Why did Calvin College start the Congregational and Ministry Studies (CMS) department, and why did you want to get involved?
The department grew out of Calvin’s Lilly Vocation Project, directed by Shirley Roels and others. There was a good response from students and faculty. That success raised the question about how we think about Christian vocation, and, more particularly, how Christian vocation is informed by our connection to the church.
When I came to Calvin to interview for this new department, I fell in love with the college. I have a PhD in theology, and I’m also ordained in the Presbyterian Church (PCUSA). I’ve been straddling the line between doing ministry and thinking about ministry. Here I get to do classroom work, do high powered academic projects with students, talk about my ministry experiences, and partner with students, churches, and pastors.
Why does the CMS program offer only courses and minors, no majors?
We’re not adding something totally new to Calvin College so much as helping put a sharp focus on its mission. That’s why we don’t offer majors. We offer a youth ministry minor and a church, society and ministry minor. We are talking about specific ministry in and through the church, but we’re also talking about how people, vocationally, are being formed through the church and college to live out their work in the kingdom of God through their careers.
A lot of our courses are interdisciplinary to help fill a gap that students in art or business or engineering might feel in how to live out their Christian vocation. We partner with as many departments that want to partner with us, whether that’s religion, sociology, social work, or something else. Because CMS is a new department and because they’ve thought it through, people here are very creative.
Is CMS mainly for pre-seminary students?
No. About two-thirds of students who come to CMS will not be going to seminary. That’s great. Unless you really feel called to seminary, we want you to go out and be an engineer, be a nurse, be an artist, be a business person. And do it as an extension of your life identity in and through the church.
We do offer ministry internships and Jubilee Fellows, a program designed for students who are specifically thinking about pastoral ministry. If a student comes to us and say, “I am so pre-sem,” then we connect them with the pre-seminary program that’s a partnership between the religion department and CMS.
Young people who grow up in a church often drift away from it during college. What do CMS students say about their church experiences?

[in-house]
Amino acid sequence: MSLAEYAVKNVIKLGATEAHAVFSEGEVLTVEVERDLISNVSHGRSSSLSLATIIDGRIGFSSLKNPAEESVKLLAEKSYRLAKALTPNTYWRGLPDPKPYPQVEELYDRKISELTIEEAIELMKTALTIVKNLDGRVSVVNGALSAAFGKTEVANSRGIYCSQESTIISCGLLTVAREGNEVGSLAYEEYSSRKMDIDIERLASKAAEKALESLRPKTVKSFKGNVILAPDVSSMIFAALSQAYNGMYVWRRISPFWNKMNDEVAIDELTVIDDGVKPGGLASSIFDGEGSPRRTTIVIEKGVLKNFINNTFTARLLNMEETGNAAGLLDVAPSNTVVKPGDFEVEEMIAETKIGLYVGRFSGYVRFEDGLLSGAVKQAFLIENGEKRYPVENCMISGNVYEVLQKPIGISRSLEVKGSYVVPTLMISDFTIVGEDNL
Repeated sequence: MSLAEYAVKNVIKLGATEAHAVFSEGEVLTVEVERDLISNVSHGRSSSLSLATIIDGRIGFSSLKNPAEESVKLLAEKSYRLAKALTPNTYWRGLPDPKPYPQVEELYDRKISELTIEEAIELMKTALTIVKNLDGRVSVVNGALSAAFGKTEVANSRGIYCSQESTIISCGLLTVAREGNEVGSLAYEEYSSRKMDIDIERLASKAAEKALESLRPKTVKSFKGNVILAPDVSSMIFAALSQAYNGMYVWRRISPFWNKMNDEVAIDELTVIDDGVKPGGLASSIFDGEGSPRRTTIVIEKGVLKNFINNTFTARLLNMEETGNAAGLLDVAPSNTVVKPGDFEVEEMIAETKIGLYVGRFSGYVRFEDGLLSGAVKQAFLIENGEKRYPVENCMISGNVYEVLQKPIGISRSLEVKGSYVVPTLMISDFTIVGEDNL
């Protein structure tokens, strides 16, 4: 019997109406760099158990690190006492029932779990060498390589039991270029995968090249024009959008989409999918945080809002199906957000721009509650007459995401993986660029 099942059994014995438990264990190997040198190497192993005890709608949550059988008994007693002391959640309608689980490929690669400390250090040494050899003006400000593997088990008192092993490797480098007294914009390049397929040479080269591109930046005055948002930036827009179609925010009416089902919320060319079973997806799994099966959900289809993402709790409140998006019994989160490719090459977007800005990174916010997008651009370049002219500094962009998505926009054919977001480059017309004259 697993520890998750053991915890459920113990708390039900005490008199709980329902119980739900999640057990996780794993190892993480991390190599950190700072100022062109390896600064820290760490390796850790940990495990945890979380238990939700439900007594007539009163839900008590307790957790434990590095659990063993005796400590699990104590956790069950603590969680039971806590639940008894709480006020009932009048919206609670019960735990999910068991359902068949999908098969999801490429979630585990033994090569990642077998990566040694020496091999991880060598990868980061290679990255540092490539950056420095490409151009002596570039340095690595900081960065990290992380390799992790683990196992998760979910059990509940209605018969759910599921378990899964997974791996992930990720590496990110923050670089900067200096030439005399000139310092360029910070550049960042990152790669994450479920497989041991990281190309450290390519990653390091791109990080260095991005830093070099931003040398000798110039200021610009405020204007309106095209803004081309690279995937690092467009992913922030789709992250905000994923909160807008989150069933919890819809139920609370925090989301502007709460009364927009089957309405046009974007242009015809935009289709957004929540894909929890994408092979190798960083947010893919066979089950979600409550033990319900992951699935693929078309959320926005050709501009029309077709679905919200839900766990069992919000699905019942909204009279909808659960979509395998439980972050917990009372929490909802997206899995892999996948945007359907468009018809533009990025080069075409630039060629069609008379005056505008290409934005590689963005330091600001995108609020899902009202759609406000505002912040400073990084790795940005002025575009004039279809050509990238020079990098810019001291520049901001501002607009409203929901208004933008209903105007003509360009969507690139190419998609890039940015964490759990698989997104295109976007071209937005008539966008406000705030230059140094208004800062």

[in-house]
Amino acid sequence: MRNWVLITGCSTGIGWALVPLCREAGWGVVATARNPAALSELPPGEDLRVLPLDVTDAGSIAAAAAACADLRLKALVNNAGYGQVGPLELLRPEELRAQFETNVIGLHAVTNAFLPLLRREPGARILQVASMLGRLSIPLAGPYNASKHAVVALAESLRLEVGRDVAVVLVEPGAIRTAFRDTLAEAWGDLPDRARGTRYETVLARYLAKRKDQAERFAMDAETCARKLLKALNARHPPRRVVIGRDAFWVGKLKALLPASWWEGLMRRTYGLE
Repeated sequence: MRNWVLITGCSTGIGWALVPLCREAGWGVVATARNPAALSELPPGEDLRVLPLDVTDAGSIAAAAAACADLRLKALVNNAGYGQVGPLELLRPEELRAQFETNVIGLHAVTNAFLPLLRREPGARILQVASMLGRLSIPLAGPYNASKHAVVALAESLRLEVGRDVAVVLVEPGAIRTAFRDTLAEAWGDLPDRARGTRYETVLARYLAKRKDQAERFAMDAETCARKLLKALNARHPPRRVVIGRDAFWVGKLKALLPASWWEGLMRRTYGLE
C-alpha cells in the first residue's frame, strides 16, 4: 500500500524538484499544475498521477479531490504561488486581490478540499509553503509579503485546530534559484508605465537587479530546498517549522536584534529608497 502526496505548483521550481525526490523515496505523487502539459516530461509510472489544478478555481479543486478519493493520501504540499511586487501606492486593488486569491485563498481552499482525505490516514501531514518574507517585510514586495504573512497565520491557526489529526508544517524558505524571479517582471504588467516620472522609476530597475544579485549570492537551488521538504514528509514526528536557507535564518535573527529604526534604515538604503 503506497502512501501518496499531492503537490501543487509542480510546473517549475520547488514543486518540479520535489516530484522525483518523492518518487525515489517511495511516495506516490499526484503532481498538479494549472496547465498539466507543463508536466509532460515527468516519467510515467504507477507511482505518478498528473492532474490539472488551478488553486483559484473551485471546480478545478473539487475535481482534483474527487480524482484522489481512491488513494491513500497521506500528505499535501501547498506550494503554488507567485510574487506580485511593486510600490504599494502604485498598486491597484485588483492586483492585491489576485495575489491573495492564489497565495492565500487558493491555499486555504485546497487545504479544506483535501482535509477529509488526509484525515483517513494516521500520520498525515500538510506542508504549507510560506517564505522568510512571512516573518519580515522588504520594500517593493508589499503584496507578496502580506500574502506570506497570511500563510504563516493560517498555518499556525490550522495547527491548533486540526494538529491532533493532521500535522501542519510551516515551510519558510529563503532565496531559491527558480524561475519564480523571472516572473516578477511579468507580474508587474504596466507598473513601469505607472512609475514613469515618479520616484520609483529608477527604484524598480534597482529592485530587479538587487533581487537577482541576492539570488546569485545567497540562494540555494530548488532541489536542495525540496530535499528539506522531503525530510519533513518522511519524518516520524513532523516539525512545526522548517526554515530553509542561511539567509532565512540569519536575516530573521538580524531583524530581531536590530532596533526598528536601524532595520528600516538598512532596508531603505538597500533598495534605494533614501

We’re finding with our students—and national research shows this—that young adults are more confused than opposed to religion and spirituality. If I say, “The church has to be one of the most significant aspects of your life as a Christian,” they get nervous. The perception is that church is a lifeless stale spiritual expression associated with other class and cultural things. But if I say, “Christian community has to be a significant part of your life as a Christian,” they’re all for it.
We talk about how good Christian community includes worship. And when you start breaking down what impact various worship practices have, and how worship forms community, they’re very open. So then, we can send students out on academic projects to do in churches. They say, “Wow, I never noticed that before—and, now that I do, I like it.”
What do your students wish that church leaders get about how they want to be involved
They wish they were taken more seriously. We have to break this notion that you need to get married and have kids and a mortgage to truly have a place in the church. I ran into that myself, because I married late and had kids late. We need intentional effort to connect older and younger in relationship, whether it’s small groups or a project that requires people from different generations. Sometimes we act like we can’t reach kids because we don’t know their language. But they’re suggesting, “You don’t need to come to us knowing hip hop. Just talk with us and listen to us.” There’s a lot of potential in these conversations. Often we in CMS say to each other, “Wow, if these students are to be church leaders, ordained or not, then we’re in good shape.”